Friday, April 1, 2011

European Analogies to the 1920s and '30s

by Robert Zevin

Huffington Post

March 31, 2011

The slow motion train wreck that is the Eurozone continues to roil bond markets, banks and governments. The complex issues involved cannot be described, yet alone adequately explained, in this short piece but bear with me.

Economic activity is still contracting in much of Europe including the UK, Spain, Portugal, Greece, Iceland, Ireland and, quite possibly, France. To a greater or lesser degree all of these countries are pursuing policies of reduced spending, especially on health, education, welfare and retirement and government employment. In the UK and France this punishment is self-inflicted and relatively mild.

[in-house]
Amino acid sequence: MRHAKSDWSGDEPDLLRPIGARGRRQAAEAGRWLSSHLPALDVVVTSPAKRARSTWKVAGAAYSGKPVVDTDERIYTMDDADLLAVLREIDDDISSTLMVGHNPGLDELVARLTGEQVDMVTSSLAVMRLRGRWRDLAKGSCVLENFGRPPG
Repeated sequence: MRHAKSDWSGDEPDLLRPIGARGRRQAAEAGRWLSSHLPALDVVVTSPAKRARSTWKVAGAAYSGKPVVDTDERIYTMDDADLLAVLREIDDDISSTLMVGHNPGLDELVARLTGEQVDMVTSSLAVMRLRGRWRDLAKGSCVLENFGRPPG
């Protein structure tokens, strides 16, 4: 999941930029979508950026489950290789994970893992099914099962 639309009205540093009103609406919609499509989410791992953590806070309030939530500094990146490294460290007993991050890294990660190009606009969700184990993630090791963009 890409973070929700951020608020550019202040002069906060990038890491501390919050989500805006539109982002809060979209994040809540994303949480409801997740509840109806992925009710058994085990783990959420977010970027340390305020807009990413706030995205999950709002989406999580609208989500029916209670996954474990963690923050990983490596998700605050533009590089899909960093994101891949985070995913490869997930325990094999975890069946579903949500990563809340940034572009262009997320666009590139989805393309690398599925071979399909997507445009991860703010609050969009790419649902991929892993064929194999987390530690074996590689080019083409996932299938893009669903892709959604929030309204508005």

In the remaining countries the cutbacks have been more severe as a result of various bailout terms imposed by European authorities and the International Monetary Fund, or implicitly dictated by the bond market. Or, as the unflinchingly capitalist Financial Times put it in a recent editorial: "European leaders [do not] grasp that states and economies - not senior bondholders - must be kept safe from teetering banks... Instead they are strong-arming the periphery into bailing out savers in the core and the reckless banks they entrusted their savings to."


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